By Slim Man

That would be the Rolling Stones. Not the Flintstones.

A friend gave me his tickets (he had to cancel at the last second), the concert was right up the street from the Slim Shack, so I figured, why not?

It was the weekend-long festival in Indio called Desert Trip; it featured the Rolling Stones, Paul McCartney, the Who, Neil Young, Bob Dylan, and Roger Waters. I picked up the tickets at a nearby hotel. There was an envelope, inside were 2 wristbands. They both said “Pit”.  Mosh? Arm? I had no idea.

On Friday, I had gig at a place called La Rue—but it was only until 8 PM. So I sang for a couple hours, drove back to the Slim Shack and walked over to the Empire Polo Club, where they hold all the festivals–Coachella, Stagecoach, and Desert Trip.

It was a beautiful walk, the moon was full, and when I got to the gate, the very friendly staff kept guiding me along covered pathways. I had no idea where I was going.

It was just me; the other 50,000 people were already inside. I finally ended up right by the side of the stage. There were about a thousand people standing there by the stage barricade, staring up, waiting.

So this was The Pit. I was right in front. There were tens of thousands of other people seated in grandstands on either side, and directly behind the Pit.

The Rolling Stones started a few minutes later, they opened with Jumping Jack Flash. I must admit, it was pretty exciting. I was so close I could’ve shined Mick Jagger’s shoes.

The sound was amazing. There were 3 unbelievably huge video screens that showed not only what was going on on stage, they sometimes showed other stuff—black and white footage of people dancing, video game-type graphics, collages of old photos. The light show was stellar.

The food wasn’t the usual burgers and dogs. There was Vietnamese food, lobster rolls–they even had Tater Tots! I had to try them. Sure, there was more grease on them than your average oil spill, but nothing a gallon of ketchup couldn’t fix.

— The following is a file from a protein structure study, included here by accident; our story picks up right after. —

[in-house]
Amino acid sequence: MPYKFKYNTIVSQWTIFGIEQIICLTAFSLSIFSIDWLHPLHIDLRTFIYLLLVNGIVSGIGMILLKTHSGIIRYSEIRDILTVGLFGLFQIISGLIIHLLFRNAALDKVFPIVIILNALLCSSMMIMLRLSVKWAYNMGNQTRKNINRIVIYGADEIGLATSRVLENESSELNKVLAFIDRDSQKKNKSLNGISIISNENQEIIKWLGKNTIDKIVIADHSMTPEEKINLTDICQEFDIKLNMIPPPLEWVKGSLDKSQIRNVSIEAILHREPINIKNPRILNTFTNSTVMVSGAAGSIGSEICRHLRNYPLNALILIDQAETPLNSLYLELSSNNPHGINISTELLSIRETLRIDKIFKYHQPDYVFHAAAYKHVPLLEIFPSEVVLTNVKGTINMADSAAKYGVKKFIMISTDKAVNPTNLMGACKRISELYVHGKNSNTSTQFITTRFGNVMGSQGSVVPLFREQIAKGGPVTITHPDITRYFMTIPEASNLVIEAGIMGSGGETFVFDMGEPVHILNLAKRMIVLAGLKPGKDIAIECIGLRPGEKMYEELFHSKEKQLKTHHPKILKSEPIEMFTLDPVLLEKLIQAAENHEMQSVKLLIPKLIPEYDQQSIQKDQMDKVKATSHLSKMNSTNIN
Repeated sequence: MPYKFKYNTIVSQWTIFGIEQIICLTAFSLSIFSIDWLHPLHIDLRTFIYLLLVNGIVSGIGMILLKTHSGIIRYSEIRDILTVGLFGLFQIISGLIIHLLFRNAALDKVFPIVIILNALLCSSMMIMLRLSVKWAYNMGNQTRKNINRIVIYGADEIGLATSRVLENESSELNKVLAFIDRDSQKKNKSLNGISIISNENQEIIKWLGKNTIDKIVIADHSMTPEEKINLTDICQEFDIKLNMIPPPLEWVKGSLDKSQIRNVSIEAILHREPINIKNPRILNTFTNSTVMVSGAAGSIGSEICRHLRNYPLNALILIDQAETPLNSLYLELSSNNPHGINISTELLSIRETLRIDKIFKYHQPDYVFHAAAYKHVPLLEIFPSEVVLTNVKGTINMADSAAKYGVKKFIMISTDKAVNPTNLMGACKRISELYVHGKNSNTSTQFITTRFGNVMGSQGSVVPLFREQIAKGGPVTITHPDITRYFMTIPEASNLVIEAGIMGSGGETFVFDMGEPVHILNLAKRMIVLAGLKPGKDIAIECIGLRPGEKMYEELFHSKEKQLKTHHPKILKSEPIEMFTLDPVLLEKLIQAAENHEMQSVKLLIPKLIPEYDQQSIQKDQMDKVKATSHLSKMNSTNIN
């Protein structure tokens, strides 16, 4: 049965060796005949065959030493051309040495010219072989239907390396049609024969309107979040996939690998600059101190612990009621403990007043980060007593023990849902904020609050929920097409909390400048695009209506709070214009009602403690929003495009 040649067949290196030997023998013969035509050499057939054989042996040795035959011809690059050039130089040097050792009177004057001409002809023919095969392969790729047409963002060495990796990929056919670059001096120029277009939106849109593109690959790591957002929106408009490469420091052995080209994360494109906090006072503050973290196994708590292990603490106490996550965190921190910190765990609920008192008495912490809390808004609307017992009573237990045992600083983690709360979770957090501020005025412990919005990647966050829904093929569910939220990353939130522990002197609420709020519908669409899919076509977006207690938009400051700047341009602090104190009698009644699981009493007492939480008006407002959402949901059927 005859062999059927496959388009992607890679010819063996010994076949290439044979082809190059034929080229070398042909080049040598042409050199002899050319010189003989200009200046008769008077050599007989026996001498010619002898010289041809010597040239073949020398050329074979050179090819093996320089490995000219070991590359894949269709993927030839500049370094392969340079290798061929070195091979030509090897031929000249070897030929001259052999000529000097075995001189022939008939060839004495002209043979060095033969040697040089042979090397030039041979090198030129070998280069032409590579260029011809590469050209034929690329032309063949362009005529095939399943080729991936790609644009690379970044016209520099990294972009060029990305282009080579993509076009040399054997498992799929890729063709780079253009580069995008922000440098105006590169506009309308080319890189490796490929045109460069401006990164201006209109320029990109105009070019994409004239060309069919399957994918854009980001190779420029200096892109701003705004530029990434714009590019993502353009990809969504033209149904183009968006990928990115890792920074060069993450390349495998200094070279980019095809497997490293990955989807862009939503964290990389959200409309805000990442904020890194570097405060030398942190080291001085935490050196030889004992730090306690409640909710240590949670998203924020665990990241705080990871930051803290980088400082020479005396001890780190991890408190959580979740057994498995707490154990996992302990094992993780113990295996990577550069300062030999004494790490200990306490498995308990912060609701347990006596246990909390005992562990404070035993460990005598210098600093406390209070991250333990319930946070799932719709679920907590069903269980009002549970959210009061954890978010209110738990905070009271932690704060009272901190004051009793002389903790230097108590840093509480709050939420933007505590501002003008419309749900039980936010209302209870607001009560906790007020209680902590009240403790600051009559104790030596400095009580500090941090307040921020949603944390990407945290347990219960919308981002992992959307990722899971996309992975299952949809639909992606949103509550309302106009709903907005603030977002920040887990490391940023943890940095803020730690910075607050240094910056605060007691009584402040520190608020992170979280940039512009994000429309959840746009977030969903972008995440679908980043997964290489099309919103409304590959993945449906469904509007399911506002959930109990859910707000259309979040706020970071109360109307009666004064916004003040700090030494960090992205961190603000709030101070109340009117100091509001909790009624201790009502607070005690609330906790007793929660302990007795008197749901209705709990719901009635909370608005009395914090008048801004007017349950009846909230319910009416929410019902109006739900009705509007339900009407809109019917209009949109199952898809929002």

The booze wasn’t the usual warm draft beer in red Solo cups. No. They had craft beers, and margaritas, and some nice wines, if you didn’t mind paying $11 to $29. Per glass. Needless to say, there weren’t a lot of drunk people staggering around.

The whole concert experience was very pleasant and impressive. They even had flushing toilets! Goldenvoice was the promoter, and they did an impressive job. But the thing that really impressed me?

Right in front of me was a small platform. And on this platform stood an interpreter, a gal who was interpreting–in sign language–what was happening on stage. There was a group of about 20 hearing-impaired folks sitting off to the side, watching the interpreter while keeping an eye on the stage.

When Mick sang, she’d sign the lyrics. When Keith Richards did a guitar solo, she’d play air guitar. When Charlie Watts had a drum break, she’d flail her arms around in the air. She was totally into it. Did a great job. I was kinda fascinated.

After the show, I asked her how she got the gig. Was there an ad in the local paper? “Interpreters needed for concert. Must know sign language and the lyrics to Sympathy for the Devil.”

She told me Goldenvoice had hired her company to provide this service for people with hearing disabilities. How thoughtful. And wonderful. I put together a little 45-second video of all 3 interpreters. You can find it on YouTube if you search “Signers/Interpreters for Desert Trip” There’s also a little footage of the Stones, McCartney, and the Who.

Speaking of the Who…

Who loves ya?

-Uncle Slimmy

Slim Man is a singer, writer, and bon vivant. His new cookbook, concert schedule, and CDs are all on the website.